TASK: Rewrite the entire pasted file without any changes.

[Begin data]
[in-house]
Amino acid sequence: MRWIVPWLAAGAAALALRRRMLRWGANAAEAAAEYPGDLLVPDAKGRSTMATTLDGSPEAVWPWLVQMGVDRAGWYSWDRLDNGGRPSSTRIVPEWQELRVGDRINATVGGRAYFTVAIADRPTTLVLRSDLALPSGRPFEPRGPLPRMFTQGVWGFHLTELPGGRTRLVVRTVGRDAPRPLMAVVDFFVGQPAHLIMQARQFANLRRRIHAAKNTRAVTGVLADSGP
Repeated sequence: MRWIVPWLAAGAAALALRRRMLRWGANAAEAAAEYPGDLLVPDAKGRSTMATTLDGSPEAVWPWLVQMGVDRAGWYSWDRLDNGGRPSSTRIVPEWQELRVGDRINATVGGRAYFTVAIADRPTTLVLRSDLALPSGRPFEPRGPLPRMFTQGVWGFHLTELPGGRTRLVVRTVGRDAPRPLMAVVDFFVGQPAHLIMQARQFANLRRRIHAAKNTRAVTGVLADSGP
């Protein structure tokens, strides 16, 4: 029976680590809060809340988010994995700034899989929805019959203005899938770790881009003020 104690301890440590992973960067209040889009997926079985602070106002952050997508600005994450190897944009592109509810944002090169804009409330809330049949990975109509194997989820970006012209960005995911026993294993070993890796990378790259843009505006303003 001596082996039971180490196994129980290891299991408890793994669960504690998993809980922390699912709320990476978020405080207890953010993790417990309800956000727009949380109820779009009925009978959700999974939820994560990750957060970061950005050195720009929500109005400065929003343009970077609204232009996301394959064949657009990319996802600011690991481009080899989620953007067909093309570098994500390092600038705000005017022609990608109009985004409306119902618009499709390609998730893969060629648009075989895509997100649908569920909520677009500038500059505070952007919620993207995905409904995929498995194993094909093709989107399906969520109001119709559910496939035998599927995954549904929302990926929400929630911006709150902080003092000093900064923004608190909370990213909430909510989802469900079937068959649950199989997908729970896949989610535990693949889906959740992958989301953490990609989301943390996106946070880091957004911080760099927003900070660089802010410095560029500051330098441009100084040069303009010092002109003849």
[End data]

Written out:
[in-house]
Amino acid sequence: MRWIVPWLAAGAAALALRRRMLRWGANAAEAAAEYPGDLLVPDAKGRSTMATTLDGSPEAVWPWLVQMGVDRAGWYSWDRLDNGGRPSSTRIVPEWQELRVGDRINATVGGRAYFTVAIADRPTTLVLRSDLALPSGRPFEPRGPLPRMFTQGVWGFHLTELPGGRTRLVVRTVGRDAPRPLMAVVDFFVGQPAHLIMQARQFANLRRRIHAAKNTRAVTGVLADSGP
Repeated sequence: MRWIVPWLAAGAAALALRRRMLRWGANAAEAAAEYPGDLLVPDAKGRSTMATTLDGSPEAVWPWLVQMGVDRAGWYSWDRLDNGGRPSSTRIVPEWQELRVGDRINATVGGRAYFTVAIADRPTTLVLRSDLALPSGRPFEPRGPLPRMFTQGVWGFHLTELPGGRTRLVVRTVGRDAPRPLMAVVDFFVGQPAHLIMQARQFANLRRRIHAAKNTRAVTGVLADSGP
């Protein structure tokens, strides 16, 4: 029976680590809060809340988010994995700034899989929805019959203005899938770790881009003020 104690301890440590992973960067209040889009997926079985602070106002952050997508600005994450190897944009592109509810944002090169804009409330809330049949990975109509194997989820970006012209960005995911026993294993070993890796990378790259843009505006303003 001596082996039971180490196994129980290891299991408890793994669960504690998993809980922390699912709320990476978020405080207890953010993790417990309800956000727009949380109820779009009925009978959700999974939820994560990750957060970061950005050195720009929500109005400065929003343009970077609204232009996301394959064949657009990319996802600011690991481009080899989620953007067909093309570098994500390092600038705000005017022609990608109009985004409306119902618009499709390609998730893969060629648009075989895509997100649908569920909520677009500038500059505070952007919620993207995905409904995929498995194993094909093709989107399906969520109001119709559910496939035998599927995954549904929302990926929400929630911006709150902080003092000093900064923004608190909370990213909430909510989802469900079937068959649950199989997908729970896949989610535990693949889906959740992958989301953490990609989301943390996106946070880091957004911080760099927003900070660089802010410095560029500051330098441009100084040069303009010092002109003849």